The results are in, and Cincinnati is the eighth best city in the U.S. to live in if you're an avid beer drinker. Local breweries have won 13 medals at GABF, and on average, beer is about $3.50 a pint. There are also 66 bars per capita, which gives residents a ton of options.

See the full ranking here.
 

Cincinnati, Hamilton lead the way for startup development


Cincinnati, Columbus and Hamilton have landed themselves on the list of the top 100 cities to start a business in the U.S., according to a new survey from the company How to Start an LLC.

The top five cities in which to launch a startup are New Braunfels, Texas; San Antonio; Jacksonville; Cincinnati; and Arlington, respectively. The states with the most highly-ranked cities are, in order of the amount of cities, California, Massachusetts, Arizona, Texas, Florida, Colorado and Ohio.

Columbus ranks no. 16 and Hamilton ranks no. 28 on the list.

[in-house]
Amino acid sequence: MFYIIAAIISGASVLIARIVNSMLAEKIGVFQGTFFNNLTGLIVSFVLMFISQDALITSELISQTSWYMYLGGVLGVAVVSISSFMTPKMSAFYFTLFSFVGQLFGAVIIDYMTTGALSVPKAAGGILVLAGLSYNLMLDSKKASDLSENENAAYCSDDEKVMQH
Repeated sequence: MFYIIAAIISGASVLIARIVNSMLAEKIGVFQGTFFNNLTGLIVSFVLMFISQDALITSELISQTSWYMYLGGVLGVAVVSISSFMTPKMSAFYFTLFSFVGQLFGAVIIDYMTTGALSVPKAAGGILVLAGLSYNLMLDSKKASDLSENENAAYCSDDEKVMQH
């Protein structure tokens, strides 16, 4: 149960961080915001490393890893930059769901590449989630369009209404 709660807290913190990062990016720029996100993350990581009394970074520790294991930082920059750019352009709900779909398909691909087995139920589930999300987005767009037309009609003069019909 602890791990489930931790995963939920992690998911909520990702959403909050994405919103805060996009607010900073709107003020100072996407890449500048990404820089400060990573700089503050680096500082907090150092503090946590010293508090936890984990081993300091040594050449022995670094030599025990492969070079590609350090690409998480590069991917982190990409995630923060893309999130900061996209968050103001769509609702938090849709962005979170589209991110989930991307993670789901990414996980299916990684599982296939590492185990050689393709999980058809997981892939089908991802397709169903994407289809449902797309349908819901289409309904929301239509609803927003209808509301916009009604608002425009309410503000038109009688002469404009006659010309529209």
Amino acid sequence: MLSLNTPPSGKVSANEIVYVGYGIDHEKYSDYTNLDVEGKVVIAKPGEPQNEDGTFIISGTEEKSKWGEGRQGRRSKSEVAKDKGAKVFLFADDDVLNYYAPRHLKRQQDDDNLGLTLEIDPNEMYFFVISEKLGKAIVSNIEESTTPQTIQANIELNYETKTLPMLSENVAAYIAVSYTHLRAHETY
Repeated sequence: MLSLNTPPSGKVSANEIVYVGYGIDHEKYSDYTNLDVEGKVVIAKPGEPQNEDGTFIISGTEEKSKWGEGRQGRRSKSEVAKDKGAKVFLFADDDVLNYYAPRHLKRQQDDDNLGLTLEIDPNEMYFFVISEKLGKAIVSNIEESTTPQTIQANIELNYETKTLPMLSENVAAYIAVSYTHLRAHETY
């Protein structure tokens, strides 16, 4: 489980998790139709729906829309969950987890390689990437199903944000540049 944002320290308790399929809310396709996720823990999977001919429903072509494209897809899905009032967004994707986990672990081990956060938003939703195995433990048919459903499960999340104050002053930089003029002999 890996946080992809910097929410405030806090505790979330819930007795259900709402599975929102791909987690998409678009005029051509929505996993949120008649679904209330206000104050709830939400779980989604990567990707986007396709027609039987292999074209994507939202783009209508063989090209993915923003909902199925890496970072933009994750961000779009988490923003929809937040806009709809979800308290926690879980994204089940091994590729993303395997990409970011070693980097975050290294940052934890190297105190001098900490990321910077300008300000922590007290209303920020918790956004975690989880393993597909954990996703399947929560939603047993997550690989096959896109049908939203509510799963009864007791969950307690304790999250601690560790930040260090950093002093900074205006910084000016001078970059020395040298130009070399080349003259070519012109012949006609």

Metrics that factored into the ranking included cost of living, unemployment, university data and the Kauffman Index of Startup Activity, which focuses on new business creation activity and people engaging in business startup activity.

To read more about the ranking and see the full list, click here.
 


Please Cincinnati jumping on pink trend


The color Millennial Pink is all over the place, from social media to food. It's a shade that restaurants are embracing, including Cincinnati's own Please.

Inside, customers can find locally made light-pink ceramic bowls, pink wine books and checkbooks and Please's Instagram-famous pink-flecked bathroom tile, which was handpainted by Chef Ryan Santos and his girlfriend, Jessie.

Check out other pink restaurant trends here.
 

Queen City ranked no. 16 for economic growth in country


Cincinnati's booming economic opportunities landed it among 50 cities that restaurant website Yelp is watching in its latest project.